It's a good night. Billy with his tired patter and his comic songs, with his worn-out old guitar slick in his hand, comfortable, fitting itself to his fingers like an old friend. And the crowd is in a mood to be entertained tonight, roaring like an animal that wants its belly scratched, until it's rare when things feel so much like flying, but Billy's sure that this is the closest he's ever going to come. Orlando has a fine time too, he comes off the stage grinning fit to burst - and Billy's high has made him restless, itchy, with just enough of the adrenaline left in his system to make him sharp as diamond. Orlando's so pretty, his eyes are deep brown, and soft looking, with the stink of fresh sweat harsh in the air, reminding his hind brain that Orlando's not soft really, not at all, but Billy barely notices. He's too busy smiling at Orlando, his eyeteeth showing, and Billy wants to do more than smile, but he's the good bloke, the cheeky one, the nice guy - and it's a reputation he wants to keep, thanks, so he's grateful to whatever gods are left over from his childhood when Orlando leans forward to catch his lower lip in his teeth and bite down.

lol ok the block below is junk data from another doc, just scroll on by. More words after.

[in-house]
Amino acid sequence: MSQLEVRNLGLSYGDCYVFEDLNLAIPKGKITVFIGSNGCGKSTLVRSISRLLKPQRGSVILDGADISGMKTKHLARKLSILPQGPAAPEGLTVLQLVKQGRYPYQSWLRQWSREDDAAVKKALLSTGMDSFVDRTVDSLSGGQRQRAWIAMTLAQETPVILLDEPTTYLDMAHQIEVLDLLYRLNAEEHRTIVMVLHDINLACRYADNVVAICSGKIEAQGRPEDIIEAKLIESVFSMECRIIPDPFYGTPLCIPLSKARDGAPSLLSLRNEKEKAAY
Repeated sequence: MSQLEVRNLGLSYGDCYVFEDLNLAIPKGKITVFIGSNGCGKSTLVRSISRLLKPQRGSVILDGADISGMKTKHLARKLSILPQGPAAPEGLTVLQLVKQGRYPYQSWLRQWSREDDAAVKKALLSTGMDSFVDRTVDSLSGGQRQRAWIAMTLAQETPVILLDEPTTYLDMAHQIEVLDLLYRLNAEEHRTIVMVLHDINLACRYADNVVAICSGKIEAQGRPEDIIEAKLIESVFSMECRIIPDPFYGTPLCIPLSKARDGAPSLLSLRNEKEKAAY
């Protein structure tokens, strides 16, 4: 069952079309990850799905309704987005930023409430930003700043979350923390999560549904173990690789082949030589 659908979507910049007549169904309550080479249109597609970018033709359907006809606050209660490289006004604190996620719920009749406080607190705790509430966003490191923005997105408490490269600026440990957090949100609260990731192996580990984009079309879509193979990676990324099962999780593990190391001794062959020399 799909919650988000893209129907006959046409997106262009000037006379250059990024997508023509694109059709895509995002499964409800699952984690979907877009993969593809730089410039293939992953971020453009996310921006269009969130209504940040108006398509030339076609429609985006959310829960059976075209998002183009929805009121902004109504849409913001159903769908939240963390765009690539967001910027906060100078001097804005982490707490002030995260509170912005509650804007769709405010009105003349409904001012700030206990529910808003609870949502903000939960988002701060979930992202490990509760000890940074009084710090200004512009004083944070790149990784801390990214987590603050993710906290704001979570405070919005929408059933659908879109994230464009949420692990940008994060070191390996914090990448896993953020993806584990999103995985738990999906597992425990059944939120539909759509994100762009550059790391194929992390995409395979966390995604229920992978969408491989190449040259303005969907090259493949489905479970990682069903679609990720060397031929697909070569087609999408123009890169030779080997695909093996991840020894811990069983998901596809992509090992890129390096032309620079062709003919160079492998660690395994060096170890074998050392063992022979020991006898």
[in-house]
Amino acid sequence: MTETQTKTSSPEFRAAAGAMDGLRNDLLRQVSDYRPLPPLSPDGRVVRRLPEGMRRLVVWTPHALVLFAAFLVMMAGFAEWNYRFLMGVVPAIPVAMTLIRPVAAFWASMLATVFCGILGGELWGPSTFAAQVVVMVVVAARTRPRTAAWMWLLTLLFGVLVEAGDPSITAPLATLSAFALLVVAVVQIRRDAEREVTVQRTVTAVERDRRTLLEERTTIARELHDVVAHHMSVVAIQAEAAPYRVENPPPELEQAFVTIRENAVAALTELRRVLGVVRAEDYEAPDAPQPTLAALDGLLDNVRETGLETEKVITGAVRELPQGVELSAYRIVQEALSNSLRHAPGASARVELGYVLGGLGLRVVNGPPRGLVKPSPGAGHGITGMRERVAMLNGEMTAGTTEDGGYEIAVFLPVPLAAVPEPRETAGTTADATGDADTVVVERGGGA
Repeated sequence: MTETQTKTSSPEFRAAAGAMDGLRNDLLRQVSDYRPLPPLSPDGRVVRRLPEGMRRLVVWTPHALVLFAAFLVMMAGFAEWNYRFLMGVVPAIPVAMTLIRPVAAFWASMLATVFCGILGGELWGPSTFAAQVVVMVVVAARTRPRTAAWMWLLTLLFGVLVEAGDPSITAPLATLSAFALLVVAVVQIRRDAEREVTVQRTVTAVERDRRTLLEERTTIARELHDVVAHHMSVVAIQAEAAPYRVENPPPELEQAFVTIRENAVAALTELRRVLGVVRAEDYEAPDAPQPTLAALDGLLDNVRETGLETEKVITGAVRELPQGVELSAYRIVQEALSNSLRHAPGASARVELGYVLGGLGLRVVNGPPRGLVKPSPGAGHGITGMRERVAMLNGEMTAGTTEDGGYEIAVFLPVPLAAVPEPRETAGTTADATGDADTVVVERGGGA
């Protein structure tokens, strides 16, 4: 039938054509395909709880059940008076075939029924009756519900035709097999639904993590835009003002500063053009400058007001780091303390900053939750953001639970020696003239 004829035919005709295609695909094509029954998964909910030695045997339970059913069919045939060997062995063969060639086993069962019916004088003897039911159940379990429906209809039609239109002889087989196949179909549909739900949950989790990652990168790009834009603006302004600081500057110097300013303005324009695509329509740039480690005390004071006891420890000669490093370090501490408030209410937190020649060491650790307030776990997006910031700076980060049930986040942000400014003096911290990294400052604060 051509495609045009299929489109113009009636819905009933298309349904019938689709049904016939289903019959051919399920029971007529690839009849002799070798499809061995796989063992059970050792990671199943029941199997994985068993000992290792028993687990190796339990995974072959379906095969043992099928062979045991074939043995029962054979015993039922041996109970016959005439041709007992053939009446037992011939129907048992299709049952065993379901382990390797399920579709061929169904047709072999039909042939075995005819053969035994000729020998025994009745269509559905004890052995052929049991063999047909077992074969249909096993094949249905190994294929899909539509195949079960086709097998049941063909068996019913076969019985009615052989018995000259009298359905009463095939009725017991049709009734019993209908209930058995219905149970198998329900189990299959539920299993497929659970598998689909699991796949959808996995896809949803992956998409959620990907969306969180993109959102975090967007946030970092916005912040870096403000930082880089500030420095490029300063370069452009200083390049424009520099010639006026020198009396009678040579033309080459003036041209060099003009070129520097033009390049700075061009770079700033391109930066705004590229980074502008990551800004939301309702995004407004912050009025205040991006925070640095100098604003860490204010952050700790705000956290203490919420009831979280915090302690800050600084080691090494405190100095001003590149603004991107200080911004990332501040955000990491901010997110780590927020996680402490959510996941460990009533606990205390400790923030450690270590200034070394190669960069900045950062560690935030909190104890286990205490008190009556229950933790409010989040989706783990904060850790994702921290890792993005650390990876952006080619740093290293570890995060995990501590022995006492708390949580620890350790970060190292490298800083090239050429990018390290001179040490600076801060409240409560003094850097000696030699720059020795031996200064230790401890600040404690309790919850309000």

They're quiet then, no words, just the harsh pants they both make as they stretch and strain against each other, flesh going slippery, Billy's fingers in Orlando's mouth, pushed hard against the porcelain. The place is filthy, so nothing's exposed except the essentials, and that adds something somehow, the stretch of denim restricting all their movements, hands stuck under elastic, the cotton of boxer shorts pulled tight across balls. Billy grunts as Orlando's fingers work, and then comes, in a release that leaves him drained, and bone weary, but blessedly relaxed, the world retreating into ordinariness with its sharp edges and bright colours dulled to welcome reality. Orlando throws his head back as he comes in turn, throat long and lean, and Billy wants to bite, but restrains himself. He'll work with Orlando again, more than likely, down the road somewhere, and he doesn't want to push it.